Grand Openings

Like most of the people out in cyber-nation I have been an ITunes user for several users.  My album-purchasing habit has not subsided per se – but I tend to lean on the digital delivery.  What ITunes and Napster has accomplished more than anything else is change the culture of our music consumption from the album to the song.

I mean, singles had always been produced.  I remember purchasing tape singles when I first started being aware of music on the radio (Poison: “Your Mama Don’t Dance”/”Look What the Cat Dragged In” – nobody accused me of having taste).  Singles sales were a big deal on the Billboard Charts, but had diminished in importance.  I mean who just bought singles?  Albums was where it was at then.  I remember when compact discs first rolled into town, and the ecologically disasterous longboxes would line shelves.  The long boxes were like a crawfish or crab shell – a whole ton of crap to get through to the tiny treasure inside.

Back then (wow do I sound old), the notion of an album as a unit was a huge deal.  Artists planned for it (and still might) – the logic of the songs and the ordering was apparent.  It was not like a Family Guy episode where you can re-arrange the scenes without loss of generality.  Opening songs were the way to get you hooked.  Is the rest of the album worth it?  It’s not that a great album requires a great opening track, but it is hard to overcome a bad one.

These thoughts came back to me reading NQ’s post on Beck’s “Devil’s Haircut”, one of the best of all opening tracks – which supplemented one of the best albums of the last 20 years or so in Odelay. What I notice is that great opening tracks come in a couple of flavors.  The first is the “explosion”.  This is the sort of track that “Devil’s Haircut” is.  Borrowing NQ’s words:

The first thing you notice about Devil’s Haircut is the crisp sound that greets you.  It really pops.  The famous Dust Brothers produced this album, and they seemed to be a great fit for this artist and this album.  The song, like some of their work for the Beastie Boys, has all kinds of things going on in it.  It starts off with a peppy drums and a loud guitar riff, then the guitar drops out while Beck begins his lyrics.  Keeping in line with Mellow Gold, his lyrics border on the nonsensical, but like with the previous album, somehow it works.

The album starts with the big sound right away – it is telling us it can’t be ignored.  In general, this seems to be the preferred tack for opening tracks to take – although not the only type.  The other major sort of opening track is the “warm-up”.  This is the sort of track that starts innocently enough, but sort of builds its power.  The epitome of this track is “Tax Man” on the Beatles Revolver album.  Here, we start with the riff – nothing showy but just setting the tempo of the song.  Then the lyrics come in – “Let me tell you how it will be.” – then two hard chords – then back to the riff  – “There’s one for you, nineteen for me” – two hard chords – then the chorus.  The effect is an alarm clock or someone shaking the listener out of the slumber of a pre-album world.  Another great example is “Bring Da Ruckus” by Wu-Tang Clan from their 1993 Enter the Wu-Tang (36 Chambers):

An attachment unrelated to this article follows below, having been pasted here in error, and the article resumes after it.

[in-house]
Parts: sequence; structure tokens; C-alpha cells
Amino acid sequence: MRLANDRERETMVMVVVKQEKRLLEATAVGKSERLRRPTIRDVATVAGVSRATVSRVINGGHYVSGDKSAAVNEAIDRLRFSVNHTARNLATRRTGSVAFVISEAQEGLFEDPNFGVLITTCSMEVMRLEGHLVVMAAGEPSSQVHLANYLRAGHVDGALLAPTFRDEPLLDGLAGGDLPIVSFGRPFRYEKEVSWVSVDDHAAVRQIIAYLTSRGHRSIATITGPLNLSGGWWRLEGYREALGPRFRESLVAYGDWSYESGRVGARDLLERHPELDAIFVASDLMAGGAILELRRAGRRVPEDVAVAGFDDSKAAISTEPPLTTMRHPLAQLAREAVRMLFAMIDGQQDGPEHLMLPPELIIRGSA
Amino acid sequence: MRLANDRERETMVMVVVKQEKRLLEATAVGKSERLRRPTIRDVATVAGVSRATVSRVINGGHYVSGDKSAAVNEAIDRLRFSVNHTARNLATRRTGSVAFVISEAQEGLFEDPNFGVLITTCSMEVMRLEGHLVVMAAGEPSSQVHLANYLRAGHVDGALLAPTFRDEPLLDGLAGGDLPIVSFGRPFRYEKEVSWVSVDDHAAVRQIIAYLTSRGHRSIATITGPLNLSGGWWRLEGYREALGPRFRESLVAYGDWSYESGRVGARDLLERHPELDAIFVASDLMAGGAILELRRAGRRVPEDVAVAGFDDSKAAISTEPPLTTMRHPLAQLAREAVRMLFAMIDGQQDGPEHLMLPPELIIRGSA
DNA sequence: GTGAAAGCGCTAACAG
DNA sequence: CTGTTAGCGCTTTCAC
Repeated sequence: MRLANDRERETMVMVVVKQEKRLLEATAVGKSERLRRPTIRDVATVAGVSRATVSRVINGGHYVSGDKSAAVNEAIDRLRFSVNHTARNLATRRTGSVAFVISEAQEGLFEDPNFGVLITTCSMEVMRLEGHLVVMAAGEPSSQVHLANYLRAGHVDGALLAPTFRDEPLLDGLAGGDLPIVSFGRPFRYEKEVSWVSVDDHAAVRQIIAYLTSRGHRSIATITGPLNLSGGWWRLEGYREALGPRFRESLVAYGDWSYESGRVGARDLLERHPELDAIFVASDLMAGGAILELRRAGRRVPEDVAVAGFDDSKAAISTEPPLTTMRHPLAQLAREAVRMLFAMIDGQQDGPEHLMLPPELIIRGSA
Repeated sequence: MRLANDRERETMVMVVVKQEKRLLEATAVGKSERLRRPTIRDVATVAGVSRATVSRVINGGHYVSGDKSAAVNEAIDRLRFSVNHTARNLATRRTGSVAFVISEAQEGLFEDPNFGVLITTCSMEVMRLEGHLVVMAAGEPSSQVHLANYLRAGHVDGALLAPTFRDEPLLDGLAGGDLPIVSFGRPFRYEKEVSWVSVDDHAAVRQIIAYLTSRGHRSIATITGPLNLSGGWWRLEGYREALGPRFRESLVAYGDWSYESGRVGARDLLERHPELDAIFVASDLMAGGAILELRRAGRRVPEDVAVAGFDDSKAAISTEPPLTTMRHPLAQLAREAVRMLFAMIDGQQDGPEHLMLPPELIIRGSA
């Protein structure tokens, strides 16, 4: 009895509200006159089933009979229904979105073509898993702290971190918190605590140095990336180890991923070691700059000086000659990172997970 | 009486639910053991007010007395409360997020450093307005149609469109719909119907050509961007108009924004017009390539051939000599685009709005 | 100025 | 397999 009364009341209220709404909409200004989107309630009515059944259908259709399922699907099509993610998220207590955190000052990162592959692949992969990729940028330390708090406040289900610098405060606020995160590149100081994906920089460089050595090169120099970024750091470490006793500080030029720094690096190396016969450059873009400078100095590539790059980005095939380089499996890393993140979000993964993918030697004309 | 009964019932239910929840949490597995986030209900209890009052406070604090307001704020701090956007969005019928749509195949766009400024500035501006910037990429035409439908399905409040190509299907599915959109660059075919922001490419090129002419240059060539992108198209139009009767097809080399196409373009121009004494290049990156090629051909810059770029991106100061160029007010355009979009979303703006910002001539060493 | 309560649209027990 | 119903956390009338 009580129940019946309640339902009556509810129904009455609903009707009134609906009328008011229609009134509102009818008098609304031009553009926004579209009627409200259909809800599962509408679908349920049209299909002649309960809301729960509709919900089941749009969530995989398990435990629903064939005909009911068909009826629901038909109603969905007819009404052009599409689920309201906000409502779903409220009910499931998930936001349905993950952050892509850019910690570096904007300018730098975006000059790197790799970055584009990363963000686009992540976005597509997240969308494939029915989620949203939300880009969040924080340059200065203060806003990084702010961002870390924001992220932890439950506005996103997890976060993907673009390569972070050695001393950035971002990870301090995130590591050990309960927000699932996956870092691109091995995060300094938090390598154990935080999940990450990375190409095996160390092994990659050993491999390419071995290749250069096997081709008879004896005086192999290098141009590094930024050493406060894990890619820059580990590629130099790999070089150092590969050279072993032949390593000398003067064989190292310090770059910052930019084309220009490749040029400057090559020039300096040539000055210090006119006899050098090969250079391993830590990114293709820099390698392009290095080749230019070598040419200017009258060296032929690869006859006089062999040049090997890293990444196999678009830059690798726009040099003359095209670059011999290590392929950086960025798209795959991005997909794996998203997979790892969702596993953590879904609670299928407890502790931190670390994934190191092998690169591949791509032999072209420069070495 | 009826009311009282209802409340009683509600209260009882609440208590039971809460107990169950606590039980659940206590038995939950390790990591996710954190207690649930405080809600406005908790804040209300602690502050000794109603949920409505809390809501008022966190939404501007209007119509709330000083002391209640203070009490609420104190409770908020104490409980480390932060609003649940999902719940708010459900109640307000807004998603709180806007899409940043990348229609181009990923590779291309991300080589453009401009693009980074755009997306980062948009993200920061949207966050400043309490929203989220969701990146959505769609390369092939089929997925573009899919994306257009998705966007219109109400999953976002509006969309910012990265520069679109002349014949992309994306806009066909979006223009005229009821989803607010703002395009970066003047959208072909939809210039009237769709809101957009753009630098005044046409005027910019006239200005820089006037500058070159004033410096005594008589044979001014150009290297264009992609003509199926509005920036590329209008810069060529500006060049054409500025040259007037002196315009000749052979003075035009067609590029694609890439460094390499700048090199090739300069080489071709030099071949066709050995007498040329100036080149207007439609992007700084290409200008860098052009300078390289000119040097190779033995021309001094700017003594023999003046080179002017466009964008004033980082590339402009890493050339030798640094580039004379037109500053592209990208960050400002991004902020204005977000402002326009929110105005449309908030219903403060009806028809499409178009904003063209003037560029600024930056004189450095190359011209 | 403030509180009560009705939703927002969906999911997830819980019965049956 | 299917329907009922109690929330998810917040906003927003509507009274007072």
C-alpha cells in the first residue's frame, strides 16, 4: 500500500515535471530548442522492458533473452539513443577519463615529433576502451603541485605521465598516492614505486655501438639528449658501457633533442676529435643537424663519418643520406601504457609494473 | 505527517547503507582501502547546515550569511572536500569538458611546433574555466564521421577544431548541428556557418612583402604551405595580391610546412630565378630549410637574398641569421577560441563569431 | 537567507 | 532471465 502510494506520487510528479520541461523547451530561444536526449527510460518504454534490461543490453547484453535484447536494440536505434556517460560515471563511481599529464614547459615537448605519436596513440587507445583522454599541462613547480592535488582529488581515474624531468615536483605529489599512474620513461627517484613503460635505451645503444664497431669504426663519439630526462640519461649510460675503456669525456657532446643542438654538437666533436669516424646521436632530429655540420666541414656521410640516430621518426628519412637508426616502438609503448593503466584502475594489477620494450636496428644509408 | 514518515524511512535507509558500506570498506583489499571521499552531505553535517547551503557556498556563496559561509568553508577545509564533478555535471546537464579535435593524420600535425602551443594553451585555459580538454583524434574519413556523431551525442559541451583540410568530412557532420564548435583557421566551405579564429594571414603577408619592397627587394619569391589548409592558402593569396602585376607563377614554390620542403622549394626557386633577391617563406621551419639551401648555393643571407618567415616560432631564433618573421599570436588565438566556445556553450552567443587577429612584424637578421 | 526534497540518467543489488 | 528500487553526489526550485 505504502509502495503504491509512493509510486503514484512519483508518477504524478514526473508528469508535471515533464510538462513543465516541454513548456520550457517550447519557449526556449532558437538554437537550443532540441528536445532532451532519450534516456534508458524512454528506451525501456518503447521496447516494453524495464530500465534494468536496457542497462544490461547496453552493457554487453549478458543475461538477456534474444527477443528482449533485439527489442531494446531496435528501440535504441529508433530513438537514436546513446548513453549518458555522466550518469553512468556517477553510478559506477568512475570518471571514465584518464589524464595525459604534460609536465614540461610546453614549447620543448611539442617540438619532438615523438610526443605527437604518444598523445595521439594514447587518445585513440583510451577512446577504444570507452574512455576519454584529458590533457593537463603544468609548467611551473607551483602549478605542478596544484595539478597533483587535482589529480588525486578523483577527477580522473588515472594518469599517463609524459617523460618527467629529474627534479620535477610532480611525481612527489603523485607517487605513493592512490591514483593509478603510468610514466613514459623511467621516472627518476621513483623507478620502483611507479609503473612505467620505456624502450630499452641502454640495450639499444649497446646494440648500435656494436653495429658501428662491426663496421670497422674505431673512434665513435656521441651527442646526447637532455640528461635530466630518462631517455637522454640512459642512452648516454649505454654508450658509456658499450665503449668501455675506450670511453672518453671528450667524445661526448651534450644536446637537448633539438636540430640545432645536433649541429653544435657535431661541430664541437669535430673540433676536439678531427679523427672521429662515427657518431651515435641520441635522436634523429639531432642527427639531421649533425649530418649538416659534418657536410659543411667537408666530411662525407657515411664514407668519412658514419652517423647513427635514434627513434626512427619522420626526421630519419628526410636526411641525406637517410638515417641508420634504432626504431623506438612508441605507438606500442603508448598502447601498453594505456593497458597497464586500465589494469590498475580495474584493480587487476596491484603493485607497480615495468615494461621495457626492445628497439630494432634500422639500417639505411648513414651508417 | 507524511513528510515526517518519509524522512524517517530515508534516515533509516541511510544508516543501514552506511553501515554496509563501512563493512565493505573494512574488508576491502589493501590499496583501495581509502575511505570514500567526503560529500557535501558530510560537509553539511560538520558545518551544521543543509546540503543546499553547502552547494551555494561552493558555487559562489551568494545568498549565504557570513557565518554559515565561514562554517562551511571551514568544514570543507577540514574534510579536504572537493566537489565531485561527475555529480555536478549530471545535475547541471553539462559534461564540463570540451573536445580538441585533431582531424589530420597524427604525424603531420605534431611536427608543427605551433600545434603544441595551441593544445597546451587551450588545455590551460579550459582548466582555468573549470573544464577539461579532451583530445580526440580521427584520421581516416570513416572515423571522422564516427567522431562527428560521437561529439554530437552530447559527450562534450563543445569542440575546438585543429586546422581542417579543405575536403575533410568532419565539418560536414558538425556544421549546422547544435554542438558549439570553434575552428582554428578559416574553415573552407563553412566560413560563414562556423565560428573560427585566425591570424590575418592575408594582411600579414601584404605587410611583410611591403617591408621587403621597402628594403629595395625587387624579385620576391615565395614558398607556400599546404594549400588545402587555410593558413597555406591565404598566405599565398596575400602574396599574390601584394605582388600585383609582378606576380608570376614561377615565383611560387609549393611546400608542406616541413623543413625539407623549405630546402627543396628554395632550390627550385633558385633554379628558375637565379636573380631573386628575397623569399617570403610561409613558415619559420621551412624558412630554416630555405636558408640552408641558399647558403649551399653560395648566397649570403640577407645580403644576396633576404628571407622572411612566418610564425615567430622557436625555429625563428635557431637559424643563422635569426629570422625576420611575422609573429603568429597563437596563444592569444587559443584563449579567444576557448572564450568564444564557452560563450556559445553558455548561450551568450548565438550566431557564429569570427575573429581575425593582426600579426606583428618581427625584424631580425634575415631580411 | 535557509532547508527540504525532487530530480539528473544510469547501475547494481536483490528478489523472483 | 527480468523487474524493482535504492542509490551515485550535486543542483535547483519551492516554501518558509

Ultimately, when it comes to first tracks, it’s about energy.  Quoting again from NQ on the Black Keys:

The other thing is that there is a pent up energy in this track.  The song ends with Dan sayin “alright” as the drums stop and the guitar gives us a few more tortured bars.  It’s almost like a declaration of ok, we’re warmed up now.  You know these guys can let loose and rock the house, but you’re going to have to stick around to hear it.

A few of the best energy starters – stuff I go to when the topic pops up?

The Beatles – “Drive My Car” from Rubber Soul – another explosion type of song.  Rubber Soul is the best of all Beatles albums, the album that resonates to their garage-pop-rock past and anticipated their arty Sergeant Pepper infused future.  On it’s face it’s a silly song about girls – and Rubber Soul is not a terribly profound album generally – but it is the boys in full bloom.

NWA – title track to Straight Outta Compton – I’ve written about it before.  No need to rehash it.  But in an album of driving, intimidating, chest thumping hip hop greatness, this is the embodiment.  I can’t quote a single lyric without having to warn the kids – just trust me.

Guns N Roses – “Welcome to the Jungle” from Appetite for Destruction – the consummate debut album of my youth.  The song announced itself right away.  “We’re the big leagues.”

The Clash – title track from London Calling – another explosion.  This is one of the greatest start to finish albums of all time.  In a lot of ways this is the consummate opening track for any album.  Good pace, great hook.  It is an inviting song, but it does not upstage the rest of the show.

In addition – the album gets bonus points for possibly the most famous (and maybe best – however it came about) hidden track of all time.


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